The Federal Aviation Administration (FAA) of the US announced that Thailand does not comply with International Civil Aviation Organization (ICAO) safety standards and has been downgraded to category 2. What does that mean to flying to Thailand or on a Thai airline – read onto find out!
The short answer is that Thailand’s civil aviation agency is not doing it’s job of overseeing the airlines in the country properly. It doesn’t say anything about the airlines or airports in the country per se and it’s as safe to fly Thai Airways or Bangkok Airways or visiting Thailand as it was the day before the announcement, so I wouldn’t rush to cancel my travel plans or Thai Airways tickets. The practical implications are a limit for Thai airlines to start or change service to the US. Because there currently are no flights by Thai carriers to the US, there is no immediate change. There is a good chance that the European aviation authorities will come to the same conclusion and either limit or ban flights by Thai carriers to the continent, which would be a bigger impact on travelers. And it also has implications on airline safety in the long run, keep reading to learn more about it!
First of all, this is an evaluation of the Thai government body overseeing aviation (the DCA, an equivalent to the FAA), not any airline or airport. The Category 2 International Aviation Safety Assessment (IASA) rating means that the country either lacks laws or regulations necessary to oversee air carriers in accordance with minimum international standards, or its civil aviation authority is deficient in one or more areas, such as technical expertise, trained personnel, record-keeping, or inspection procedures. Other countries with a category 2 rating are Indonesia, Bangladesh or Ghana – it’s a short list and certainly not something to ignore! You can get the full list of all FAA country ratings here!
While the FAA doesn’t specify the issues, the International Civil Aviation Organization (ICAO, a United Nations agency) raised operational concerns in their country assessment, including the lack of officers to issue certificates and perform oversight of local airlines and the handling of hazardous materials. The number of people flying in and out of Thailand has almost doubled in the last five years and the local airlines are growing fast, especially budget carriers. That has left the Thai aviation authority short-staffed and strapped to oversee the carriers properly. While these issues were identified earlier this year, the Thai government missed the deadlines to fix them, resulting in the ICAO report and subsequent downgrade by the FAA.
The European aviation authority is expected to issue their assessment (based on the same facts) soon. While they often come to similar conclusions to the FAA, the outcome does not have to be the same. For example, Indonesia is still rated a category 2 country, but Europe has lifted the ban on some Indonesian airlines including flag carrier Garuda to fly to Europe based on some improvement in the sector.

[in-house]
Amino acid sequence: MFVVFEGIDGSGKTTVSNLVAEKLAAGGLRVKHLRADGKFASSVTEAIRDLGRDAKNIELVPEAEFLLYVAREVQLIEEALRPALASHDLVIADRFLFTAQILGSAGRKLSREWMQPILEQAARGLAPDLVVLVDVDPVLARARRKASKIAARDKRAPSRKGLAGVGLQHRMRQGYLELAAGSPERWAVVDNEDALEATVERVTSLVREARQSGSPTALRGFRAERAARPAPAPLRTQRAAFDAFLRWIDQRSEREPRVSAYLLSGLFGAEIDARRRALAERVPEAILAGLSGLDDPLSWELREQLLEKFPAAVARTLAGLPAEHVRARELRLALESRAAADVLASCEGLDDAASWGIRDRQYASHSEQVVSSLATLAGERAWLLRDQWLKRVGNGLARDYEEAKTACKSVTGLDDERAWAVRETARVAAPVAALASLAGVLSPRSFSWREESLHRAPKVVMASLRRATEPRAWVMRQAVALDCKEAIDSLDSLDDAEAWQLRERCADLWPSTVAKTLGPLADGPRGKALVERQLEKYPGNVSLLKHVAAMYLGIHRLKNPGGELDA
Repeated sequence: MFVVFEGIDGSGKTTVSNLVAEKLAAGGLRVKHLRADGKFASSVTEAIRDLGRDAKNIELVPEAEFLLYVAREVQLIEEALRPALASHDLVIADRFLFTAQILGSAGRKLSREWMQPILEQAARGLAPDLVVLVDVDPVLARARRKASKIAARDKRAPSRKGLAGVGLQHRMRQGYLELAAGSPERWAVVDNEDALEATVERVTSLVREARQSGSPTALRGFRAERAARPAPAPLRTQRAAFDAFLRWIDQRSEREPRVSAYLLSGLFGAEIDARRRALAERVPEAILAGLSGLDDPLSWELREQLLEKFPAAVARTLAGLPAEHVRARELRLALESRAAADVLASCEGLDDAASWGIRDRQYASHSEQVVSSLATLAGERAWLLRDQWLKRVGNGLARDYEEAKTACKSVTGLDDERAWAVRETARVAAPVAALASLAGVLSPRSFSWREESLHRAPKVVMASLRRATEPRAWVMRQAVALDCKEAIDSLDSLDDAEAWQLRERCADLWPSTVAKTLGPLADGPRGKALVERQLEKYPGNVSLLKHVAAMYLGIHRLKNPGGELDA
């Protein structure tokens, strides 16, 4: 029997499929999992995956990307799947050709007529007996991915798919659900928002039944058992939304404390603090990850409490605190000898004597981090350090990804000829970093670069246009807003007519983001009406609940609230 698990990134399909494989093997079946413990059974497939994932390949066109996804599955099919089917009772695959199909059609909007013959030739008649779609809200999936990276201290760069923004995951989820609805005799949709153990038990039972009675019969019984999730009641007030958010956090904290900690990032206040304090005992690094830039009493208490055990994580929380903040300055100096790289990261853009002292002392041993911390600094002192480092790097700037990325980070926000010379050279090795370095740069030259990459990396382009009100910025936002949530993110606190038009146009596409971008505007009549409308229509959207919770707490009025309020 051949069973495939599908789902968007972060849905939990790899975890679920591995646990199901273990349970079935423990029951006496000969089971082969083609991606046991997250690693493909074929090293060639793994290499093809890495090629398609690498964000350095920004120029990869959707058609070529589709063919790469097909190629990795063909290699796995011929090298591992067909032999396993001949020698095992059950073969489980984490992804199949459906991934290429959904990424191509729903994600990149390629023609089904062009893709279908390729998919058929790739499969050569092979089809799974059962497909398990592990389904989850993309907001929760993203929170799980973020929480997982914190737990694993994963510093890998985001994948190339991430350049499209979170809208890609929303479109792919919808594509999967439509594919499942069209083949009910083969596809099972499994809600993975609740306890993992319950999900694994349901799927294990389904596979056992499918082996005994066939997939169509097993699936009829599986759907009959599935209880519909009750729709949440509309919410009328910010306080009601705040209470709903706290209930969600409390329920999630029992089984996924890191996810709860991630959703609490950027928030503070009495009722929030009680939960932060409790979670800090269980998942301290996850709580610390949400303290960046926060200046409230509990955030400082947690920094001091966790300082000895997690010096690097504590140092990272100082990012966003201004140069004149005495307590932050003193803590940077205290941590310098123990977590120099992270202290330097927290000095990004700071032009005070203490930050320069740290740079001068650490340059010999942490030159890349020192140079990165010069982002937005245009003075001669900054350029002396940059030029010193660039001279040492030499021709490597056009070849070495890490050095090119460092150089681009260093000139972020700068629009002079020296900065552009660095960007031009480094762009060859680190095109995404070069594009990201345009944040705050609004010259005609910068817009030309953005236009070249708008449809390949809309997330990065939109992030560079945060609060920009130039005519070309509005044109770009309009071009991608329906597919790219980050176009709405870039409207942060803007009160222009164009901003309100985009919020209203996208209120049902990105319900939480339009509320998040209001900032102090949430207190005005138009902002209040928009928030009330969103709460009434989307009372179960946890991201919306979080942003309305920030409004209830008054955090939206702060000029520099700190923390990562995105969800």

You can read on some blogs comments about Thai Airways, but this has really nothing directly to do with them or other local airlines. Airlines volunteer to undergo their own safety assessments, the IATA Operational Safety Audit (IOSA). Thai Airways and Bangkok Airways have both completed their audit successfully and meet the safety standards. Others, like budget carriers Nok Air or Thai AirAsia have not. So, while I’ll personally continue to fly Thai Airways or AirAsia, it is concerning when neither individual nor country audits are passed! Also, there is a risk that the airline standards could slip in the long run, if the government doesn’t provide proper oversight AND the airlines feel they can get away with it! You can find the safety ratings of all airlines and whether they have taken and passed the IOSA audit at AirlineRatings!
Other public comments declare Asia in general to have lower safety standards or be more risky to fly, but that isn’t really borne out by the facts: The ICAO 2015 Safety Report keeps track of aviation accidents globally. Despite the tragic, widely reported accidents in Asia in 2014, Asia has less than half of the accident rate than the Americas and less than Europe as well:
You can get the full ICAO 2015 Safety Report here!
And the doom sayers that rather stay home than flying or advocating a road trip instead, should really read up on the statistics: Flying is till safer than any other mode of transportation, and by a long shot:
You can read my top tips to travel safely here!
My recommendation is to not overreact and cancel any travel plans out of fear! But do carefully choose your airline when buying tickets and consider safety and comfort and not only pick the cheapest ticket at the top of the search box! Not all airlines are the same and you should make an informed decision before getting on board. You will continue to get all the facts & figures about airlines, including their safety rating, on this blog. You can find an overview of all the airlines I have reviewed here! Travel safely!